Explaining Southern California's economy

Does the Solyndra bankruptcy mean that green energy isn't the solution to our problems?

That sucking sound you just heard was a half billion in federal loan guarantees and $1 billion in investment capital going down the tubes. Solyndra, a California solar startup, just declared bankruptcy, adding 1,100 workers to the state's already swollen unemployment rolls. 

At Forbes, Todd Woody summarizes the key business issue:

Can U.S. companies developing advanced solar technology compete against low-cost Chinese manufacturers who benefit from state support and a government policy to create markets at home and abroad for their products?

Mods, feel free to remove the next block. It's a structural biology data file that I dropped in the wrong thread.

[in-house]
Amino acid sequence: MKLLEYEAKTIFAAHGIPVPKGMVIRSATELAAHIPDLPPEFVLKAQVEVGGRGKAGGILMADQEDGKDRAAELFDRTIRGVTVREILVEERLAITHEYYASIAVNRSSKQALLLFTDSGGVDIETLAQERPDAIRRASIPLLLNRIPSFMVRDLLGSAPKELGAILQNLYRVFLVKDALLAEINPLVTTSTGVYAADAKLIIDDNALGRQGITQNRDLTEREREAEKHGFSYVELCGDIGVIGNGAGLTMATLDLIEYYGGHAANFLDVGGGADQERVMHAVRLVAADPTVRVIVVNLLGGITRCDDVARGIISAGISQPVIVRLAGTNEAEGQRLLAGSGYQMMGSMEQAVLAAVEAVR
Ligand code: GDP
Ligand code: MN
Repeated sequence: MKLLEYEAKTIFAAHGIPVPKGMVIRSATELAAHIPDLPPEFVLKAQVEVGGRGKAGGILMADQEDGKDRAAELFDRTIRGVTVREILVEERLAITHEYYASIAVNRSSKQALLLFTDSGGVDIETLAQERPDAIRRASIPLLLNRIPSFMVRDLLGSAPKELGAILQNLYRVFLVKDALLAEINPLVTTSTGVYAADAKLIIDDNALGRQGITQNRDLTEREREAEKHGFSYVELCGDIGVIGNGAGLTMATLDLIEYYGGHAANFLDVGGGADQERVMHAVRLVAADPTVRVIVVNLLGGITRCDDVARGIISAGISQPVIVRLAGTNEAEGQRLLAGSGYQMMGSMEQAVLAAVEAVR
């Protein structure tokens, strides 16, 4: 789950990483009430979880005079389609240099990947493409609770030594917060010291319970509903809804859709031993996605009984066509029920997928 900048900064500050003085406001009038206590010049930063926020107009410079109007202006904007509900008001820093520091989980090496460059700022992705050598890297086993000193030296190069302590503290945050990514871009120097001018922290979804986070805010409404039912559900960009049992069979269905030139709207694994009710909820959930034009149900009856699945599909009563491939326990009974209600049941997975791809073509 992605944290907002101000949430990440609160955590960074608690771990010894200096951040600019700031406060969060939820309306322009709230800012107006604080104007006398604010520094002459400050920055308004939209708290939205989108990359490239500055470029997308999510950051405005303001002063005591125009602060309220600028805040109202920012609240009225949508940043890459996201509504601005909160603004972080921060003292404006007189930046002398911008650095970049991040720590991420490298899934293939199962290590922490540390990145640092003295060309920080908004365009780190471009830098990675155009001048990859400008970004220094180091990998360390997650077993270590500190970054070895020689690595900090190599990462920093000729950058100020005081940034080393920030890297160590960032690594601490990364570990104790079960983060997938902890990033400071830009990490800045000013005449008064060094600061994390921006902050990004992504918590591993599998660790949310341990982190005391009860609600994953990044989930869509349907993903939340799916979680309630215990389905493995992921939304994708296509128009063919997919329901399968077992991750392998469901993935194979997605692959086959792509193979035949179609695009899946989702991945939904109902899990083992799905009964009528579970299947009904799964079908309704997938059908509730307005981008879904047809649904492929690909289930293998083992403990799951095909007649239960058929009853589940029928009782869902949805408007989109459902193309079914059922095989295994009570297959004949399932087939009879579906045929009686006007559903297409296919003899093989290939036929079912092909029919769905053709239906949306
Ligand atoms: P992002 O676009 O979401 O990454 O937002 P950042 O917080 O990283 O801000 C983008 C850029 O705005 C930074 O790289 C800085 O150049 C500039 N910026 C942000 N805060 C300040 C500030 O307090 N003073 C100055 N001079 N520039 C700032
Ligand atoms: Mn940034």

Probably not. In fact, Solyndra's bankruptcy proves that you can have an innovative product (thin solar panels), major venture funding, and government support — and still not make a go of it. Of course, solar isn't everything. Gov. Brown has put forward a renewable-energy plan that's supposedly capable of creating 500,000 jobs, and that plan encompasses a range of non-fossil-fuel sources. 

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